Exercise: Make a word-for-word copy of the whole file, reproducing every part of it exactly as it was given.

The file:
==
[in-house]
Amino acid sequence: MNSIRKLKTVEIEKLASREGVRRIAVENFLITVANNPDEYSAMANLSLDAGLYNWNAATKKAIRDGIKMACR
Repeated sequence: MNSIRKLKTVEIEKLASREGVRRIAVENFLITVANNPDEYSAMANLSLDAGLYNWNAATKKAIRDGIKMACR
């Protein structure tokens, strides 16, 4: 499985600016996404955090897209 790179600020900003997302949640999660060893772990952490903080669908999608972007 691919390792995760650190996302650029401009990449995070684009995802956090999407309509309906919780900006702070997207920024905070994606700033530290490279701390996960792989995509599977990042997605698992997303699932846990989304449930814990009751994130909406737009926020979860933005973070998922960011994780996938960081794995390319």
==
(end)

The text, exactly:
[in-house]
Amino acid sequence: MNSIRKLKTVEIEKLASREGVRRIAVENFLITVANNPDEYSAMANLSLDAGLYNWNAATKKAIRDGIKMACR
Repeated sequence: MNSIRKLKTVEIEKLASREGVRRIAVENFLITVANNPDEYSAMANLSLDAGLYNWNAATKKAIRDGIKMACR
């Protein structure tokens, strides 16, 4: 499985600016996404955090897209 790179600020900003997302949640999660060893772990952490903080669908999608972007 691919390792995760650190996302650029401009990449995070684009995802956090999407309509309906919780900006702070997207920024905070994606700033530290490279701390996960792989995509599977990042997605698992997303699932846990989304449930814990009751994130909406737009926020979860933005973070998922960011994780996938960081794995390319």